Book review: Return of the King: The Restoration of Charles II

Return of the King: The Restoration of Charles II Charles FitzRoy (Sutton Publishing, £20)

Lord Charles FitzRoy has special qualifications to write this book: as a son of the 11th Duke of Grafton he is a direct descendent of the Duchess of Cleveland and Charles II who on the night of the king’s triumphal entry into London at the Restoration ‘retired into the willing arms of his new mistress, the voluptuous Barbara Villiers’ (later to become Duchess of Cleveland and to give birth to the first Duke of Grafton).

But the author has much more than a family link: he has researched the events leading up to the Restoration with scholarly skill. Exactly how problematical this restoration was is often forgotten, as the most popular source of information on the subject is the opening volume of Pepys’s diary, and Pepys was only involved in the final, happy and uncontested stage of the King’s return by sea from his exile in Breda.It is the author’s achievement that he has analysed and recounted the close infighting between the different contending factions after the death of Oliver Cromwell and during the short-lived tenure of his son the likeable, but ineffectual Richard Cromwell.

That succession was aptly described by the royalist who declared ‘the Vulture died, and out of his ashes arose a Titmouse’. The different Cromwellian generals and the members of the notorious Rump Parliament all had their own ideas on how the English people should be governed. In the end, it was a nationwide desire to avoid further internal strife and anarchy a sentiment appreciated and manipulated by General Monck that allowed the King to return almost by default. This was no dashing cavalier uprising, but a cautious, negotiated, consensus decision.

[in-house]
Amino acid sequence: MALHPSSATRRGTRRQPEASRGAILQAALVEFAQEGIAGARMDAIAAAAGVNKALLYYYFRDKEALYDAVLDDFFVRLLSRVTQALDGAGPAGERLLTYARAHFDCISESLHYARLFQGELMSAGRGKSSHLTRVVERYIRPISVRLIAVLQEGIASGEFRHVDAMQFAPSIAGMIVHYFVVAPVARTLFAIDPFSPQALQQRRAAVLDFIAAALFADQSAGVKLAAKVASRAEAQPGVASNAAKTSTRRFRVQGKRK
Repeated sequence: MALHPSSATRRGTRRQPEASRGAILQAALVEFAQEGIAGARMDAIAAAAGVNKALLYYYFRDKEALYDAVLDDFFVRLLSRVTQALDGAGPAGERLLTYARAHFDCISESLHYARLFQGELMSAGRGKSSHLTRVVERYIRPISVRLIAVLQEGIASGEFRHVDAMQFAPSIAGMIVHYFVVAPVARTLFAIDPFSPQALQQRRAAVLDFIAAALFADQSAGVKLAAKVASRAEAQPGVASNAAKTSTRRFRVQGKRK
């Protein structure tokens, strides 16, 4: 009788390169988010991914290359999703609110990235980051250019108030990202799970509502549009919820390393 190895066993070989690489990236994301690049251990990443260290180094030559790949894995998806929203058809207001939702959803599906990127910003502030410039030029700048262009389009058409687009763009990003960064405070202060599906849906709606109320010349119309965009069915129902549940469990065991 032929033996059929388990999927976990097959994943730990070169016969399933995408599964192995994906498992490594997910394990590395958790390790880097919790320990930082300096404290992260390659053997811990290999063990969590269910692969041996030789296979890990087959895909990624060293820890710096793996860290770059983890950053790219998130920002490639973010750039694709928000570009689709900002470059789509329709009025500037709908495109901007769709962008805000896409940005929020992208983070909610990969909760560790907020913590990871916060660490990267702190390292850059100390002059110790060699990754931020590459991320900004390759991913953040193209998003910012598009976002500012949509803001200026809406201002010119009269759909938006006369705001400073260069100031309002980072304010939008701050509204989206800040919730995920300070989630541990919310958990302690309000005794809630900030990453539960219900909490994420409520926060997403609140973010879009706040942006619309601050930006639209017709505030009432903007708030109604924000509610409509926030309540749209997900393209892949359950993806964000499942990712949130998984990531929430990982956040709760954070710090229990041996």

Indeed, so unopposed was the King’s ultimate return that he memorably remarked: ‘I doubt it has been my fault, that I have been absent so long for I see nobody that does not protest he has ever wished for my return.’ It was Charles II’s great achievement that he managed, largely by making the Church of England as inclusive as possible, to hold this consensus together. The nation was tired of Puritanism, but not prepared (as James II was to discover to his cost) for a reversion to Catholicism. The Merry Monarch had a shrewd eye for public opinion, as well as for voluptuous ladies.